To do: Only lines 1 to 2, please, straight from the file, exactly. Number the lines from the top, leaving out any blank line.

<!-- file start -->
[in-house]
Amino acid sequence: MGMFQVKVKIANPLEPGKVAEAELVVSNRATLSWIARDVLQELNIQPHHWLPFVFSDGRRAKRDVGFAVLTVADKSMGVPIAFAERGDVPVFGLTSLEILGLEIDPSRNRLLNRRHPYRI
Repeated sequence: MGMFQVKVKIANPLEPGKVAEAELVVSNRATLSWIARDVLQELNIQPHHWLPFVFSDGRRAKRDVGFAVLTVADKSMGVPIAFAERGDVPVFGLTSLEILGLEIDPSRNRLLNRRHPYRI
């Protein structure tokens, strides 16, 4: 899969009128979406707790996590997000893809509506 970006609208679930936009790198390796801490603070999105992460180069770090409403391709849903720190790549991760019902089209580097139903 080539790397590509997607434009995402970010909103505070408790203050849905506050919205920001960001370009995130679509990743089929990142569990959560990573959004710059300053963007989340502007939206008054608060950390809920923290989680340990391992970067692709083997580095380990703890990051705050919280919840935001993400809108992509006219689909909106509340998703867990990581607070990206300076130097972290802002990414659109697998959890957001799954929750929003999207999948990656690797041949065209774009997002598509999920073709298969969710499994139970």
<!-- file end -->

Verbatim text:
[in-house]
Amino acid sequence: MGMFQVKVKIANPLEPGKVAEAELVVSNRATLSWIARDVLQELNIQPHHWLPFVFSDGRRAKRDVGFAVLTVADKSMGVPIAFAERGDVPVFGLTSLEILGLEIDPSRNRLLNRRHPYRI